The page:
Weekly ELD Lesson Format for K-1 Groups

An ELD Lesson Format That Makes Planning Easier

Are you looking for lesson plan ideas that incorporate all four language domains for your kindergarten and 1st grade English learners? I have a weekly system that makes ELD lesson planning easier, provides quality lessons and keeps students engaged throughout the year. 

One of the key resources I use to implement weekly plans with my K-1 students is a Reading A-Z online book subscription. The reason I love using these printable books is that my students can write in them and then take them home at the end of the week. Don't have a subscription? That's OK! This system still works;)

Step 1 is determining students' starting points for reading. My beginning readers/beginning English learners usually start at level aa or A. 

Step 2 is choosing a book that has relevant and meaningful vocabulary, as well as a repetitive sentence structure. This is important because I want students to build their everyday vocabulary and become familiar with basic sentence structure, as well as exposure to sight words in context.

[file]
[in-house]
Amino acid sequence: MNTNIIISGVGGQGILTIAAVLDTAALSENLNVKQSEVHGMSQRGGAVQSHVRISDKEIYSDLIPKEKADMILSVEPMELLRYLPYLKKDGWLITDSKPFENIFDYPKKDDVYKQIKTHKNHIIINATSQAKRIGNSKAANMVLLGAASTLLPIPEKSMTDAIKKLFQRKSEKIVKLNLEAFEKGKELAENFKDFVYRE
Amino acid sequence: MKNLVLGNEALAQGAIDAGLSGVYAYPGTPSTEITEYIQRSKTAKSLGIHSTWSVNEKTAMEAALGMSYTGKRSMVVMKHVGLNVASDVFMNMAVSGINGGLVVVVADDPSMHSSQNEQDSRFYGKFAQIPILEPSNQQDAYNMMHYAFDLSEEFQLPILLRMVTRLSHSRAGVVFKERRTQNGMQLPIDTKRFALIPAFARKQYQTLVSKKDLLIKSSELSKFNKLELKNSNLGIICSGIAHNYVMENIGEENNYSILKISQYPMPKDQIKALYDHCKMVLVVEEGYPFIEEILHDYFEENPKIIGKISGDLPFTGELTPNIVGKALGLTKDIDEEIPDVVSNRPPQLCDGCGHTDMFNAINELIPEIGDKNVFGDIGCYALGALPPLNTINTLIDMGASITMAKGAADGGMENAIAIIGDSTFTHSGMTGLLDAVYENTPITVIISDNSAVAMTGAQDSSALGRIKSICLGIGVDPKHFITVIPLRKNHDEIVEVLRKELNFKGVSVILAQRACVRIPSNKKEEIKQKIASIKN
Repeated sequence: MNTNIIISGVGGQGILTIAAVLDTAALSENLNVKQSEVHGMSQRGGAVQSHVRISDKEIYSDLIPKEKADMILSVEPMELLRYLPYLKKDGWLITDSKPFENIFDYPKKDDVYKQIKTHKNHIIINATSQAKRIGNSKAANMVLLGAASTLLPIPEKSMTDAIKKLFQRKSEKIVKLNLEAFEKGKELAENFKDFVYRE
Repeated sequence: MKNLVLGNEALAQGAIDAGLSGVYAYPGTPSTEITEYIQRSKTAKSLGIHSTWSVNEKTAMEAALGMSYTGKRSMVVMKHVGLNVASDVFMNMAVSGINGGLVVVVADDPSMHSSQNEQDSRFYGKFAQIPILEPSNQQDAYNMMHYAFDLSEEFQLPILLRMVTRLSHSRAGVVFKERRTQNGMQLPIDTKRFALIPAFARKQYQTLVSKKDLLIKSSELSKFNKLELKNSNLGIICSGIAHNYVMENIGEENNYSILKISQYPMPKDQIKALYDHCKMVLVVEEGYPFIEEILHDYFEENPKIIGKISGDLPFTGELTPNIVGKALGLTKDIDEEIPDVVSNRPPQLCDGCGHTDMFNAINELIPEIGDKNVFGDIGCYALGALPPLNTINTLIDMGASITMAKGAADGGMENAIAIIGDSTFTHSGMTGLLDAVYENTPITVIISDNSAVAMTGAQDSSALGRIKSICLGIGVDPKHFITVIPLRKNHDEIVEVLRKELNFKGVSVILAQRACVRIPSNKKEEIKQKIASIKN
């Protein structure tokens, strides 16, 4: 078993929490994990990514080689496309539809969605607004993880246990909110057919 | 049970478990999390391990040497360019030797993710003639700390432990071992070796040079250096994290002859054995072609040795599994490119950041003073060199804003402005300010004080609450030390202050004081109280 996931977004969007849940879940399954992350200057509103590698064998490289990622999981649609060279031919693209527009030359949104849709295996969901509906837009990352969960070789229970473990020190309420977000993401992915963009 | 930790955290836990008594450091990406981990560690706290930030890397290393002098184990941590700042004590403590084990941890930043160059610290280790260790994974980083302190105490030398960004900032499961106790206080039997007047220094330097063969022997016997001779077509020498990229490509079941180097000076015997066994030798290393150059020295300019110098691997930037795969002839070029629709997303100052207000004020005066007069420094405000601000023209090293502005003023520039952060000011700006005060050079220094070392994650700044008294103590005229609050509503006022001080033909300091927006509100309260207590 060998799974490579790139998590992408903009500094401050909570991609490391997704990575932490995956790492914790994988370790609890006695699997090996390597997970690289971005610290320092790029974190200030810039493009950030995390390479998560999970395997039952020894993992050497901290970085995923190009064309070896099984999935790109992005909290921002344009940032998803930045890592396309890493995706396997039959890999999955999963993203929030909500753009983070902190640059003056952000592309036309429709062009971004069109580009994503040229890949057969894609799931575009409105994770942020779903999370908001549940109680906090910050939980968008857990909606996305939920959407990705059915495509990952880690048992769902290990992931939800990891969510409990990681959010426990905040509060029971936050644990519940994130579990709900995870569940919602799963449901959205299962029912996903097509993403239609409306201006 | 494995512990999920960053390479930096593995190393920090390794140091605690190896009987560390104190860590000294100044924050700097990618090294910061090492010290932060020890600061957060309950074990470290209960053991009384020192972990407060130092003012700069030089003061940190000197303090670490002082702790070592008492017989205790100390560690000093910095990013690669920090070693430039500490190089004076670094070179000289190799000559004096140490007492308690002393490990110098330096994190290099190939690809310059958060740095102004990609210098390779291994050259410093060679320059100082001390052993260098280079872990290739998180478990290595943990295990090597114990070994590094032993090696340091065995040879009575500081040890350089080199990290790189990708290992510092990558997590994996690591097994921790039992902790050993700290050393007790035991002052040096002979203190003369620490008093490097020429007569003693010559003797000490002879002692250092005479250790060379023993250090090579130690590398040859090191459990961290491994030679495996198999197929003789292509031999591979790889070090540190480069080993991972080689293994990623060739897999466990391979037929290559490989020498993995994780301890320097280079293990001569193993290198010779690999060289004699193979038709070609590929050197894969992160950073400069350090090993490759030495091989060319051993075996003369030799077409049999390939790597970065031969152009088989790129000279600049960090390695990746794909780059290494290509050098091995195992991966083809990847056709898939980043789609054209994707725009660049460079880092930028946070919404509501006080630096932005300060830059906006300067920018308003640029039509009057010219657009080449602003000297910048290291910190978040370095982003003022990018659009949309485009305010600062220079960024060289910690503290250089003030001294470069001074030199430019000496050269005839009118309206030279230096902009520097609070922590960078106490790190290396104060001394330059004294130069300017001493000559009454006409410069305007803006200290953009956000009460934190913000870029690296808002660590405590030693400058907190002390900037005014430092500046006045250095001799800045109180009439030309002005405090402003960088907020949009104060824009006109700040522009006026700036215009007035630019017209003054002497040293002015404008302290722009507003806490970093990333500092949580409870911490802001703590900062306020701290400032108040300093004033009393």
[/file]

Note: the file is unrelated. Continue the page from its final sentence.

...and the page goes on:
Here are some of my favorite titles...

Main Components of Weekly ELD Lessons

These lesson components don't change. Each day of the week is devoted to certain components which makes lesson planning much more manageable.

- build or tap background knowledge
- vocabulary
- reading
- oral language
- writing
- word work

Additional components:
- sight words
- sentence structure
- letter formation

There's enough variety throughout the week that my K-1 students stay engaged and even look forward to the familiar structures and activities.

What's great about having a system in place is I know exactly what each week looks like and which components are taught on each day; the only thing that changes is the book. 

What Does a Week of Lessons Look Like?

👉🏼 Pick an appropriate book and make enough copies for all of the students, plus and extra copy for you. I choose the double sided option for copying, that way all I do is fold the pages and staple the spine. It's super simple!

👉🏼 Tap into background knowledge. This is the first thing we do on Mondays when we start a new book, and it can be as simple as asking, "What do you know about ____?" It gets them thinking about the topic and connecting it to their prior knowledge. I do my best to choose books that my students likely already have some background knowledge of.